MYRTLE BEACH, SC (WMBF) - A lot of people avoid downtown Myrtle Beach because it can be tough to find a place to park - especially in the summer.
But the Myrtle Beach Downtown Redevelopment Corporation has a plan in the works to add four-to-six small, public parking garages.
The MBDRC says it's one thing to get people to visit Myrtle Beach. But they can't enjoy the amenities and spend money at downtown businesses if they can't get out of their car.
The group wants visitors to fall in love with downtown Myrtle Beach. But if they can't find anywhere to park they go elsewhere and fall in love with the Market Common or Broadway at the Beach.
So smaller public garages around the city would be a huge plus for downtown businesses. Each parking space costs about $25,000, not including buying or renting the cost of land. The MBDRC's plan involves working with a developer, like a commercial building, hotel, or time share property which would do a portion of the project. But the garage could pay for itself since it will generate money quickly.
Employees that work downtown say parking garages would be welcome. "It'd be a lot safer than these little side parking... In the alleyways," says Haley Holtzclaw, and employee at the $9.99 Discount Store. "Just to make sure your stuff doesn't get stole, your car doesn't get broke into, your tires don't get flat, your windows don't get broken out of. There's just so many things you've got to look at as far as when you go to park your car in a little rinky dink parking spot"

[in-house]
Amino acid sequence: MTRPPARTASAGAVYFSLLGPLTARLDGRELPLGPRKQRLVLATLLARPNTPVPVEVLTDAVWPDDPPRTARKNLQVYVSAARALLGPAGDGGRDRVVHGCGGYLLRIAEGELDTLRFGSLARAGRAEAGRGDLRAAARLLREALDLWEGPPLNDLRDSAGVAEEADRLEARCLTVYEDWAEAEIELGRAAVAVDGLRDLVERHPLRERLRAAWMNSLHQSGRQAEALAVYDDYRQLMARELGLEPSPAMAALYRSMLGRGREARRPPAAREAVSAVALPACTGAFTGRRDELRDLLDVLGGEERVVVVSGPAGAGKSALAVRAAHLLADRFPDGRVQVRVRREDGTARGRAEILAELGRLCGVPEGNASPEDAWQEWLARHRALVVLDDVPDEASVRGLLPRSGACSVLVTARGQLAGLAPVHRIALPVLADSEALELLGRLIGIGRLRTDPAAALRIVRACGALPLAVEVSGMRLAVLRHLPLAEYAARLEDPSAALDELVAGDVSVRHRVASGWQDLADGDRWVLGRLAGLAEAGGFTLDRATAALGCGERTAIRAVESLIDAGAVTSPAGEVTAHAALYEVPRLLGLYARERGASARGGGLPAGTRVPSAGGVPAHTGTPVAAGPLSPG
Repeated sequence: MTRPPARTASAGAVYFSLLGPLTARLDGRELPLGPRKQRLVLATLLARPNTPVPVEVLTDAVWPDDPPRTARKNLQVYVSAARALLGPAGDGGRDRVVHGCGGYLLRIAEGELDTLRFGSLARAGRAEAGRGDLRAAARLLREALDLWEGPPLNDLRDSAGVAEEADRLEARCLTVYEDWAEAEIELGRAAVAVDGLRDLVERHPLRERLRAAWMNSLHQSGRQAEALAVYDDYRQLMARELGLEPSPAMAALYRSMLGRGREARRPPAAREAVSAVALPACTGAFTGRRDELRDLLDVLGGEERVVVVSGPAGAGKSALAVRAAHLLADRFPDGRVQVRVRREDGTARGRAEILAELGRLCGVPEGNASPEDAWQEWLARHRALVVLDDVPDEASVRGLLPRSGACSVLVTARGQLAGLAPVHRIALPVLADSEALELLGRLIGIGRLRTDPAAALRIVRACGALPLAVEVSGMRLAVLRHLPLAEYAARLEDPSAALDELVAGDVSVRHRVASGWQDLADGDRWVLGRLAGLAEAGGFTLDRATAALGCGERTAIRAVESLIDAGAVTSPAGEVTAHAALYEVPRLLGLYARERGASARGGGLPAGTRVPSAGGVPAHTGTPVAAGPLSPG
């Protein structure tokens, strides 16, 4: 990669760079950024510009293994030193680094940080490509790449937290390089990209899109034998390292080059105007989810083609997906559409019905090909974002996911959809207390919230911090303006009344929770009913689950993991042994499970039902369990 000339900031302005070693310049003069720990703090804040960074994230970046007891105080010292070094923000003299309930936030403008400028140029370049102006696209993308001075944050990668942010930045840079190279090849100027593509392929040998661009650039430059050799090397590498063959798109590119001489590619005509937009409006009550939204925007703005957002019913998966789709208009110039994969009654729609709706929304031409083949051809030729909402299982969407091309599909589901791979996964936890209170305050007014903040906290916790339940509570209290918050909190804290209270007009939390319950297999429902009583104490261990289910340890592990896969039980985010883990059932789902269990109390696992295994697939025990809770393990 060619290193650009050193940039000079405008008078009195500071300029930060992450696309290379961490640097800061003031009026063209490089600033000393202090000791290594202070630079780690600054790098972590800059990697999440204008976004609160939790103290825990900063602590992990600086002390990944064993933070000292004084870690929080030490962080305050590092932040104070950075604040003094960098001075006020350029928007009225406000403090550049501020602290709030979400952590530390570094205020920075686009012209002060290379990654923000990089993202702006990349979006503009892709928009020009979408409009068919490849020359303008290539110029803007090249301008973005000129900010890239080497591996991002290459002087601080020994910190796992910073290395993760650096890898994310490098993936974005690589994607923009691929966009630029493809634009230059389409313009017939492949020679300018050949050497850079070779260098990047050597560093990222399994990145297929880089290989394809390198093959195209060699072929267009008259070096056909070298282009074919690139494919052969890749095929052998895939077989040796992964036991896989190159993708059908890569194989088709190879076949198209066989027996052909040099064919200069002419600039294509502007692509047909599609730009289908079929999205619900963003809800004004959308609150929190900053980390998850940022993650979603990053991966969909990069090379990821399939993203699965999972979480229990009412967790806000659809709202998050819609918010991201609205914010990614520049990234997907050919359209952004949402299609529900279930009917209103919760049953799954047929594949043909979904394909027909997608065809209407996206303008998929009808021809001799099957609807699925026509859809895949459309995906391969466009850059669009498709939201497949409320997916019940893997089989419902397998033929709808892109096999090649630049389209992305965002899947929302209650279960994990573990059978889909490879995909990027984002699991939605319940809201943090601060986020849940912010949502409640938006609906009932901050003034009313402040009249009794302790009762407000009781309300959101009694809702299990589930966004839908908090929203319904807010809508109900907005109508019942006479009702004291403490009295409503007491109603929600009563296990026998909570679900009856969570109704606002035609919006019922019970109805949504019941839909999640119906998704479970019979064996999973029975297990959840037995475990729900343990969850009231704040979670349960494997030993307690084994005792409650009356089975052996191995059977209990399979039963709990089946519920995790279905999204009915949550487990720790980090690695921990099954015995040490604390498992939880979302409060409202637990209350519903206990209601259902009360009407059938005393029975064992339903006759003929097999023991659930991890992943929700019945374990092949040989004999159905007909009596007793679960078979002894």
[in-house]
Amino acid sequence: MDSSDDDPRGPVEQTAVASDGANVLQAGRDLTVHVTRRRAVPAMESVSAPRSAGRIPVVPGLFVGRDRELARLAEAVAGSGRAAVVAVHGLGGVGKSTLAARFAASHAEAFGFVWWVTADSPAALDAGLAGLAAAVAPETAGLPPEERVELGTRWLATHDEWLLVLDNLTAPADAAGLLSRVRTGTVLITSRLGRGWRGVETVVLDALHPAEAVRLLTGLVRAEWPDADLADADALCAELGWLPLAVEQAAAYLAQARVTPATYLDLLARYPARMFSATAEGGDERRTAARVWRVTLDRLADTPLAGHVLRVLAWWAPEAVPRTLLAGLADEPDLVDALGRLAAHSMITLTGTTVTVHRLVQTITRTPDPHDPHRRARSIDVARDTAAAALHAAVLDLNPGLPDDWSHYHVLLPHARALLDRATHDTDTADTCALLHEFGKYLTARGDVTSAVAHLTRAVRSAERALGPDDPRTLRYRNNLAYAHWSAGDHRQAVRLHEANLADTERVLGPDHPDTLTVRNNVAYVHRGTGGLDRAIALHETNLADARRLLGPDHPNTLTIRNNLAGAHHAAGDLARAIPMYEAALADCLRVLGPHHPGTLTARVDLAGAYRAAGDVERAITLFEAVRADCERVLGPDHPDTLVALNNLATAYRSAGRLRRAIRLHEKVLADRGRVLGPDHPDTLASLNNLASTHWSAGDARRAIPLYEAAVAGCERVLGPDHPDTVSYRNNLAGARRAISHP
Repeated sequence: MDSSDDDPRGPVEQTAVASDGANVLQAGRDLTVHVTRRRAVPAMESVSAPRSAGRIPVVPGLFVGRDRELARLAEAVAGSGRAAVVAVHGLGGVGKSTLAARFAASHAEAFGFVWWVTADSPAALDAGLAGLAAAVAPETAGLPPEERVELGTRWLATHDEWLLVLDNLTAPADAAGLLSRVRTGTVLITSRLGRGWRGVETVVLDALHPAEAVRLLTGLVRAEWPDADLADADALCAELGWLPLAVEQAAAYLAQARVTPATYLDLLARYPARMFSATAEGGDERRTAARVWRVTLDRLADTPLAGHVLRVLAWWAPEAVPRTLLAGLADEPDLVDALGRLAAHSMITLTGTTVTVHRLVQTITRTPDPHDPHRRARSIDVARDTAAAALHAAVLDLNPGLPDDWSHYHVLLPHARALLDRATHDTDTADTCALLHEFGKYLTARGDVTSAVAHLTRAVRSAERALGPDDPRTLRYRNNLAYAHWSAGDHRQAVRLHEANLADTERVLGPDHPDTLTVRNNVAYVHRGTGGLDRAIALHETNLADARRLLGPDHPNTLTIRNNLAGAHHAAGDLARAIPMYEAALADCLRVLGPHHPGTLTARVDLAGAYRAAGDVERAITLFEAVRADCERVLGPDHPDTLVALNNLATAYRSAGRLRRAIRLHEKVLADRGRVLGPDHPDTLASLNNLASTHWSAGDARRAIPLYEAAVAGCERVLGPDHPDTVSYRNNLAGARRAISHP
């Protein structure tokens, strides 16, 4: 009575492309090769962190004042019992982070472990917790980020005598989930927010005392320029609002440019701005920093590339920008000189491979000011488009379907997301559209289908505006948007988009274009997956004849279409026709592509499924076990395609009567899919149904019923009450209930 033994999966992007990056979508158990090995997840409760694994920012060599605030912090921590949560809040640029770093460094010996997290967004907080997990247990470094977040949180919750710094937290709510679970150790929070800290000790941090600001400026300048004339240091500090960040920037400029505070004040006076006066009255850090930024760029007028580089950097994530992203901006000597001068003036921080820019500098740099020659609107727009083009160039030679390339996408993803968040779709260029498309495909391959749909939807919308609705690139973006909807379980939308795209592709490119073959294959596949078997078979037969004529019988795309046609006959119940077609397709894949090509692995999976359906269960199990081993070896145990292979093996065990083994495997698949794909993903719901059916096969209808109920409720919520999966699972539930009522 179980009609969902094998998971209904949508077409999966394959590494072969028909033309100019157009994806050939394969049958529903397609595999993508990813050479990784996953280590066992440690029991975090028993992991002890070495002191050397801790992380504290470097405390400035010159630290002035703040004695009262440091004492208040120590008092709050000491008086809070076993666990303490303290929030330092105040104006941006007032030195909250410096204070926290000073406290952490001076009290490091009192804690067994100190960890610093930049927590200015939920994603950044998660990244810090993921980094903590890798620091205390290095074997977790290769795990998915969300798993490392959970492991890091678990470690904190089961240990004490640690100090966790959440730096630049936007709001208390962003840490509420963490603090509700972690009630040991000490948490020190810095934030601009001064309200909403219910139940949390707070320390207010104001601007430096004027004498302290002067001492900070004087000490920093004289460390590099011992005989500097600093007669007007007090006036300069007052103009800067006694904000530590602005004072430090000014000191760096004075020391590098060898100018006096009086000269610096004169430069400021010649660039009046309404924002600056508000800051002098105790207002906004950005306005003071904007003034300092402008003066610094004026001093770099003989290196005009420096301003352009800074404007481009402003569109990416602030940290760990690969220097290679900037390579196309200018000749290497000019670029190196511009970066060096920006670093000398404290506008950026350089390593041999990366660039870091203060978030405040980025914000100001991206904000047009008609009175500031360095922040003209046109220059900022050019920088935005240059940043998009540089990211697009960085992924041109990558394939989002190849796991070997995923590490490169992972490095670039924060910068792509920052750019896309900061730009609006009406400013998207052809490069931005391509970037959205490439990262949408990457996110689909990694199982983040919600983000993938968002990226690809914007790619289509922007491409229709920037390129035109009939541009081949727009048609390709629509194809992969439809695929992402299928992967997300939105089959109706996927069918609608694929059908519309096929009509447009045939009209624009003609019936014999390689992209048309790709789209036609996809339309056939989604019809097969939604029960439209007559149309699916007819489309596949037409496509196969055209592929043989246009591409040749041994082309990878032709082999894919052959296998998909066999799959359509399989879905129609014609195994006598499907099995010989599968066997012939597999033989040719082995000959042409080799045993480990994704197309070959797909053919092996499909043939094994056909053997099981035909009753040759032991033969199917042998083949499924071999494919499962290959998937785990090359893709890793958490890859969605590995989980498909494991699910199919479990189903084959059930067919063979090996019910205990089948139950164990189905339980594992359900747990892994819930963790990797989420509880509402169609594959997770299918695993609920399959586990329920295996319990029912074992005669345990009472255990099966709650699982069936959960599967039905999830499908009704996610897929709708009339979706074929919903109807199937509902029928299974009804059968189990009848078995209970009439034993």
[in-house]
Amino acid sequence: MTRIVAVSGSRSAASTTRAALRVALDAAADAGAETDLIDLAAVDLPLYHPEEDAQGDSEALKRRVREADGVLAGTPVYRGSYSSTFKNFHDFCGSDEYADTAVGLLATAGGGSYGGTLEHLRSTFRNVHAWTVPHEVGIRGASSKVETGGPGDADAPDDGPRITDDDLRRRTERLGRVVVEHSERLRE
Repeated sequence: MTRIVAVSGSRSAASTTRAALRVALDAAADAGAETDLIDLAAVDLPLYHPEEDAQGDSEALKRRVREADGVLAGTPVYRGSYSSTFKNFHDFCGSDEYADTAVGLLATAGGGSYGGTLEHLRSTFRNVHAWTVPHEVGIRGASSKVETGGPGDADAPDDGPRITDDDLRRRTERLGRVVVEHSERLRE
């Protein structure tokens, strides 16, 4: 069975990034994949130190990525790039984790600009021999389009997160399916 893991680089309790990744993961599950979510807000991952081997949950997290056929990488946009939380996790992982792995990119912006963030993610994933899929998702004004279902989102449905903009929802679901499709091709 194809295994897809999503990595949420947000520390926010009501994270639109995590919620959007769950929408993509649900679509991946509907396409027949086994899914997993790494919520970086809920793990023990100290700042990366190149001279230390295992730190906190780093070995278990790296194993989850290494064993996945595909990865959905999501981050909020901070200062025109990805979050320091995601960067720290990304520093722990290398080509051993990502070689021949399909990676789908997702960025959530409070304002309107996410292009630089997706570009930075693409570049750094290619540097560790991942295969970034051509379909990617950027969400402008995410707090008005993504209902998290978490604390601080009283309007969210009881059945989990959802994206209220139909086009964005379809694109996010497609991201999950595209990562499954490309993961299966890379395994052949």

Another thing the MBDRC discussed at its meeting Thursday was the empty lot on 9th Avenue North, the site of the former Pavilion Park.The vacant lot does not do much for surrounding businesses, and they could use a push. But the City of Myrtle Beach does not own the property, it's owned by Burroughs and Chapin. So they plan to develop ideas by talking with nearby property owners, the public, and on social media. The city would present ideas for that site to Burroughs and Chapin.
One idea I heard a lot of today was to bring back the Pavilion, and that's an option – or at least a carnival-of-sorts to occupy the lot during the peak season. Members of the MBDRC say it would provide a type of band aid to make up for the economic loss during the slow season.
Another way discussed to help the area of 9th Avenue North – the Boardwalk. It's been so successful there was talk of extending it down to Family Kingdom. People who work on 9th Avenue North, just past where the Board walk ends love the idea because it would bring in more business.
Holtzclaw says people don't ever go past the Boardwalk, but they would if it was extended. "It ends right there [9th Avenue North]. Half the people don't even come up here. They'll start right there, turn around and go right back down. That's as far as they go."
The MBDRC will meet again with a few key stakeholders from the Myrtle Beach area to discuss other ideas for the vacant lot.